Sinfonia had a pretty good show this weekend, which consisted of four bands, all of the genre of either punk, indie or metal. All of the bands consisted of Lawrentians, and many students showed up to hear their original music. For the most part, their musicianship was good, and the song content was on flick. From what I could tell, the overall audience response to the show was positive and I believe that more students should get involved in the punk scene.
Punk has been one of my great passions since coming to Lawrence. I have loved music my entire life, and had always wanted the opportunity to be more intensely involved in its production. I went to my first punk show at the Train Station, a local punk venue, last year and I have gone to every possible show since. I wouldn’t call myself an expert on the scene, but I do consider myself a member. I’ve only recently tried my skills at songwriting; but I do plan to one day play and write my own music.
Personally, I have found the punk scene to be a great asset. It allows freedom of expression and identity that it is difficult to find anywhere else. Many people think of punk entirely in terms of music; but it is really a culture more so than a genre. Punk is a movement against the grain of current popular culture and social norms. Leftist politics are key to punk ideology. The punk scene makes itself present as a radical liberal space for misfits, and a place of catharsis for those who would otherwise have none.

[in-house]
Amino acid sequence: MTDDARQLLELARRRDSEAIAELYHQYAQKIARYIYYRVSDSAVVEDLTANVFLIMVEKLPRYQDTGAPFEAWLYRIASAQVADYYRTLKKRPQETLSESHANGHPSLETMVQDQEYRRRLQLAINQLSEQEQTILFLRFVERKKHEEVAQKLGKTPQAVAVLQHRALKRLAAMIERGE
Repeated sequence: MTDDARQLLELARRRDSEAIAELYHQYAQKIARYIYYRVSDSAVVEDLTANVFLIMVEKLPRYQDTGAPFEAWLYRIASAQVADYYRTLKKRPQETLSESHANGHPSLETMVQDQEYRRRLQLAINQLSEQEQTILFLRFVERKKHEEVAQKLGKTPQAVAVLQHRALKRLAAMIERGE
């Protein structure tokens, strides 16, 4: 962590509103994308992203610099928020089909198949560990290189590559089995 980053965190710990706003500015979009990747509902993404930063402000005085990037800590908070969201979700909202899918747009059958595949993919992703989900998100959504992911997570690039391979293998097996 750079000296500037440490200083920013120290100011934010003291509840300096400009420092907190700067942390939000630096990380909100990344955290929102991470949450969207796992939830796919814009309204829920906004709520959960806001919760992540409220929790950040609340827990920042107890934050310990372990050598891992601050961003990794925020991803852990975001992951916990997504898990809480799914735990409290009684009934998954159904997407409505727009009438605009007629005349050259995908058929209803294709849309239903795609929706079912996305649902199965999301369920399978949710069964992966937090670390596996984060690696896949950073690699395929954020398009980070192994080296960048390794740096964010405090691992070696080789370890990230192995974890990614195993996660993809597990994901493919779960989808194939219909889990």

As an extreme liberal, and a queer woman, I have never really fit into anyone’s definition of mainstream culture. Since this came as a shock to me initially, I spent a lot of time contemplating ideas that bothered me and how they came to exist. When I came to college, I was fully about to realize that there are other people like myself; many of whom felt the same way and came to the same conclusions. As someone who has always been a radical person, it only seemed fitting that I would express these feelings and beliefs somewhere safe.
The punk scene is one of the only places where I can go free of judgement. A safe space is a place in which everyone is free to express their thoughts and ideas without having to fear for their safety. Although no one says it, the punk venues I’ve been to are a premium example. This personal freedom is tied together by shared political beliefs and music taste. I’ve found this radical counter-culture ethos very empowering, and I have reason to believe that others feel the same.
While small, the Appleton punk scene is fairly accessible to Lawrentians. Last year, I was surprised to find out that Appleton had a notable punk venue less than half a mile away from campus, and that’s not the only one within walking distance. Admittedly, the local subculture has experienced low activity lately, but that’s another issue for another day. Although the Lawrentian turnout is often small, the option of attending a local punk show is always there.
It’s not that there aren’t people on campus who enjoy the subculture. On the contrary, some Lawrentians live, sleep and breathe scene music. Although I know a lot of people who love music individually, we don’t have much of a community. The bands we have had on campus for the past few years have been few and far between, and the people interested in booking shows even fewer.
I would like to see more independent punk music on campus. I greatly enjoyed the event at Sinfonia this weekend, and our mosh pit easily put FED UP Fest to shame. Although there are many musical outlets on campus, it is really punk that I would like to see fall into the spotlight. It will take some adjustment for anybody; but the time and circumstances are right for a push.
Lawrence punks are off to a good start. Many of my friends compose their own music and are more than willing to play in a band. I was completely surprised by how many people with wardrobes and styles coded as punk I saw this weekend, so hopefully punk events will be able to grow interest in the future.